The Correspondence of Napoleon
In 2002, the Fondation Napoléon launched its project to publish the General Correspondence of Napoleon Bonaparte. It was jointly initiated by Baron Gourgaud, then president of the Fondation Napoléon, Thierry Lentz, director of the Fondation Napoléon, and the Fondation’s board of directors, and the first volume was published in 2004. It was completed in 2018 with the publication of the fifteenth and last volume.
A few figures give an idea of the scale of the enterprise:
- 15 volumes;
- 40,497 published letters: of which 23,717 (58.5%) were not included in correspondence published during the Second Empire; 11,938 letters (29.5%) were previously unpublished, or only partially cited elsewhere;
- 40% of the texts were established after original drafts signed by Napoleon;
- 25 essays, 82 maps;
- 19,000 biographical notes;
- 15 detailed timelines;
- 456 paarticipants.
The project was overseen by a publishing committee for the General Correspondence of Napoleon, led by the president of the Fondation Napoléon, Victor André Masséna, Prince d’Essling. The vice-presidents were Mme Martine de Boisdeffre, conseiller d’État and Pesident of the Cour administrative d’appel de Versailles, Director of the Archives de France from 2001 to 2009, and professors and members of the Institut de France Jean-Claude Casanova and Jean Tulard.
The board of directors of the Fondation Napoléon comprised a steering committee, along with another committee responsible for the academic and editorial work, the historical committee, led by Professor Jean-Claude Casanova, member of the Institut de France.
The need for a new edition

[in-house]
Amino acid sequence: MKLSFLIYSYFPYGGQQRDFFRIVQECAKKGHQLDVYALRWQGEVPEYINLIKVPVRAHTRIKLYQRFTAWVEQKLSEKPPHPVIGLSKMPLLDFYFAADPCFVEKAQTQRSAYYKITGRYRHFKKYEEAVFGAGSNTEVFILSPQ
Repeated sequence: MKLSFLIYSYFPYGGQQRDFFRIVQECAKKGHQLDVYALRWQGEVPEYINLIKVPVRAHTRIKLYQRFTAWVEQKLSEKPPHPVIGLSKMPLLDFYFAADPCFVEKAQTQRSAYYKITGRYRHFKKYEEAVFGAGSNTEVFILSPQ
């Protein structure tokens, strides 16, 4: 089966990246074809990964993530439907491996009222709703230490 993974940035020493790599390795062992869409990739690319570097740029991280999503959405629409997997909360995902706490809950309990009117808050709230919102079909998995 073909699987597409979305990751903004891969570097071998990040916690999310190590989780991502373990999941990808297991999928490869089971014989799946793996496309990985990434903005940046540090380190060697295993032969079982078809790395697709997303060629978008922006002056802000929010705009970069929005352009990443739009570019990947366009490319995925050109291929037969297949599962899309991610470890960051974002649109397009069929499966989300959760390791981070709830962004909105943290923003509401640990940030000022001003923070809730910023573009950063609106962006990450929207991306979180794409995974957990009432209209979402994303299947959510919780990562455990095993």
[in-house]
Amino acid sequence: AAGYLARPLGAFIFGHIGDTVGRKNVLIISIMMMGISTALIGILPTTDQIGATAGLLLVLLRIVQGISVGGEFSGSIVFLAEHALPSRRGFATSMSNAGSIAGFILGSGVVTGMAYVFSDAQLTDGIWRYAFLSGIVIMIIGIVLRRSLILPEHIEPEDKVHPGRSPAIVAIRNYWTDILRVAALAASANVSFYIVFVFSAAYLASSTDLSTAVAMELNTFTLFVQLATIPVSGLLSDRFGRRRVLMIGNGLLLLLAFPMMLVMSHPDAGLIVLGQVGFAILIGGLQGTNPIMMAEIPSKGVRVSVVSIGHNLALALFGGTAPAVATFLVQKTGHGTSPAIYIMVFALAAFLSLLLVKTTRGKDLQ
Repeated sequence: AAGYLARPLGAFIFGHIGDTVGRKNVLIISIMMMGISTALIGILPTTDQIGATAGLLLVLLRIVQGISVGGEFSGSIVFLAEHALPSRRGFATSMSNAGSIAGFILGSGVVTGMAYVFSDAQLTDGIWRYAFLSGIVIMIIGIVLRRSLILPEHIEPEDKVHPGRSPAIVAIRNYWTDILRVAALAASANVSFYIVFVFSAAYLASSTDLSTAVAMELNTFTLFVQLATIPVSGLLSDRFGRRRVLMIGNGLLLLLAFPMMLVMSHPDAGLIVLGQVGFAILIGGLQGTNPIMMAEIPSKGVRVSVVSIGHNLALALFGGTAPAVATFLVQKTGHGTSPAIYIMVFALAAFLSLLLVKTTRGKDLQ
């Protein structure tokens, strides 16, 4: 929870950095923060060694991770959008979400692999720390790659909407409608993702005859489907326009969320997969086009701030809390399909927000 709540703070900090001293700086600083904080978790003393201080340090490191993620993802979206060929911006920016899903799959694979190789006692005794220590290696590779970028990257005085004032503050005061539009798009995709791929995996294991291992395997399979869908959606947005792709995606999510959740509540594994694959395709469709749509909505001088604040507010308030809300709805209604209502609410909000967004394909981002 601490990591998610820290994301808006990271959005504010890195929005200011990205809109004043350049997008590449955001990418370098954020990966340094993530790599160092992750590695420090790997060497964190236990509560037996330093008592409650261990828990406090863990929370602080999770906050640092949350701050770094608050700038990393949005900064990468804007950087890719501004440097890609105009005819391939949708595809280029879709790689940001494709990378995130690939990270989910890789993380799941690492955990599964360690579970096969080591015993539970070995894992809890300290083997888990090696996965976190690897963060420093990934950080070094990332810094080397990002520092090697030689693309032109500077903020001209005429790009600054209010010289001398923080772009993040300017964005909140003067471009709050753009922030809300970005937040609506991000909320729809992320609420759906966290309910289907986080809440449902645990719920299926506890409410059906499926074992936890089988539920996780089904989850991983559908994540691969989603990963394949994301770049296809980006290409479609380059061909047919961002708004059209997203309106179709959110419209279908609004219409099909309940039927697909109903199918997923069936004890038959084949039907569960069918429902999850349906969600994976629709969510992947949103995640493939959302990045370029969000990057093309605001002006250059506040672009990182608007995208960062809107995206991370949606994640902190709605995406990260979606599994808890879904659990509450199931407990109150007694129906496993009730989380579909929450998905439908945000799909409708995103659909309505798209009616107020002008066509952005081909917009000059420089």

Since the end of the First French Empire, there have been numerous collections of Napoleon’s letters, which has made any study of them a lengthy and tedious process. The Correspondence published during the Second Empire, owing to its political and hagiographical nature, was in fact only a very partial synthesis, and of a corpus which was itself already very scattered. Furthermore, the selection of letters and interference with the texts by the Commission Historique rendered this a biased work, provoking a considerable volume of criticism from the moment it was published. From the 1880s onwards and throughout the 20th century, historians and archivists have laboured to complete and correct the work published during the Second Empire.
“An industrial-scale project”
Centralising the thousands of Napoleon’s letters scattered throughout France and abroad made it essential to establish a rigorous and methodical working system.
National and local archive centres in some forty countries were contacted, along with museums and associations, making nearly 200 institutions which have taken part in the project. Private collectors were also targeted in a big campaign to raise awareness of the project. Furthermore, the committee has gone through more than 350 monographs and journals, as well as the collection of sales catalogues of the French National Archives (AB XXXVIII).
The scale of this work made it essential to appeal for voluntary help. Over 450 individuals have assisted the Fondation since the beginning of the project, and nearly 90 volunteers are currently involved in the project.
Letters are processed by some fifty voluntary “corresponding members” all passionately interested in history and Napoleonic history in particular. They come to the Fondation to work on enriching the database developed by Télécom Étude. Each letter is broken down into about twenty keywords to make it easier to manage the Correspondence. The database entries, a real pedigree of the letters, centralise all the data known about the documents: type, source, sale, publication etc., and make sure that they can be traced.
The annotation is, for its part, was taken care of by historians including former scholarship holders of the Fondation, students, etc. They were supervised by the volume editors who were responsible for finalising the annotations and generating the index.
Coordination of this work at the Fondation Napoléon was the task of François Houdecek, who was in turn supported by the entire body of staff at the Fondation Napoléon.
Each volume of the General Correspondence is designed to be a tool. The corpus of letters is supplemented by studies which clarify sets of themes developed in Napoleon’s correspondence. A series of appendices (maps, conversion tables, chronological tables) and three indexes (biographical, index of institutions, index of places of publication) complete each volume.